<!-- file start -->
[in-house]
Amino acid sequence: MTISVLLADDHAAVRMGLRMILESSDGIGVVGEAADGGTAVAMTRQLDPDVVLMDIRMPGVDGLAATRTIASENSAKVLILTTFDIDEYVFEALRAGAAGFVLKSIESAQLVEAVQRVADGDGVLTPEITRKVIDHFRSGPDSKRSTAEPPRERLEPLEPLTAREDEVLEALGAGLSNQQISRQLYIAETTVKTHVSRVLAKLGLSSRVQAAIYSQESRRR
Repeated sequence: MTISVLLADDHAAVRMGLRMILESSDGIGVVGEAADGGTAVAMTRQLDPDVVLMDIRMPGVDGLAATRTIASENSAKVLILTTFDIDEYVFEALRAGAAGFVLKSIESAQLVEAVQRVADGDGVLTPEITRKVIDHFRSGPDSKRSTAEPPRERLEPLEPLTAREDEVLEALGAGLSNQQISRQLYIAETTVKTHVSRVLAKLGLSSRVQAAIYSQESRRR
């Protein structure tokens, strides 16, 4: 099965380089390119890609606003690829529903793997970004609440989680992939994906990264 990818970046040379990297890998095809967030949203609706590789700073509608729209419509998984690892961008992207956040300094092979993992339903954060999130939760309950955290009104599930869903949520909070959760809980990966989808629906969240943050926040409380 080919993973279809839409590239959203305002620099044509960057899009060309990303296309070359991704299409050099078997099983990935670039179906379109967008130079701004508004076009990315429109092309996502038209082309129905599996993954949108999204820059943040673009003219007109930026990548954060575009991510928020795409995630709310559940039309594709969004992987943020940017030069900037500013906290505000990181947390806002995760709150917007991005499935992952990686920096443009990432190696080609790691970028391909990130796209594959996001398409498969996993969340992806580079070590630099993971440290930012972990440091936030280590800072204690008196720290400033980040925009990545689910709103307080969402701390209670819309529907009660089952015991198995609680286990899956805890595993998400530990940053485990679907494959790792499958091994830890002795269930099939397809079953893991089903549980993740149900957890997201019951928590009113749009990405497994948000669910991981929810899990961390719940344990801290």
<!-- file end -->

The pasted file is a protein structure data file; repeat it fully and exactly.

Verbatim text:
[in-house]
Amino acid sequence: MTISVLLADDHAAVRMGLRMILESSDGIGVVGEAADGGTAVAMTRQLDPDVVLMDIRMPGVDGLAATRTIASENSAKVLILTTFDIDEYVFEALRAGAAGFVLKSIESAQLVEAVQRVADGDGVLTPEITRKVIDHFRSGPDSKRSTAEPPRERLEPLEPLTAREDEVLEALGAGLSNQQISRQLYIAETTVKTHVSRVLAKLGLSSRVQAAIYSQESRRR
Repeated sequence: MTISVLLADDHAAVRMGLRMILESSDGIGVVGEAADGGTAVAMTRQLDPDVVLMDIRMPGVDGLAATRTIASENSAKVLILTTFDIDEYVFEALRAGAAGFVLKSIESAQLVEAVQRVADGDGVLTPEITRKVIDHFRSGPDSKRSTAEPPRERLEPLEPLTAREDEVLEALGAGLSNQQISRQLYIAETTVKTHVSRVLAKLGLSSRVQAAIYSQESRRR
């Protein structure tokens, strides 16, 4: 099965380089390119890609606003690829529903793997970004609440989680992939994906990264 990818970046040379990297890998095809967030949203609706590789700073509608729209419509998984690892961008992207956040300094092979993992339903954060999130939760309950955290009104599930869903949520909070959760809980990966989808629906969240943050926040409380 080919993973279809839409590239959203305002620099044509960057899009060309990303296309070359991704299409050099078997099983990935670039179906379109967008130079701004508004076009990315429109092309996502038209082309129905599996993954949108999204820059943040673009003219007109930026990548954060575009991510928020795409995630709310559940039309594709969004992987943020940017030069900037500013906290505000990181947390806002995760709150917007991005499935992952990686920096443009990432190696080609790691970028391909990130796209594959996001398409498969996993969340992806580079070590630099993971440290930012972990440091936030280590800072204690008196720290400033980040925009990545689910709103307080969402701390209670819309529907009660089952015991198995609680286990899956805890595993998400530990940053485990679907494959790792499958091994830890002795269930099939397809079953893991089903549980993740149900957890997201019951928590009113749009990405497994948000669910991981929810899990961390719940344990801290």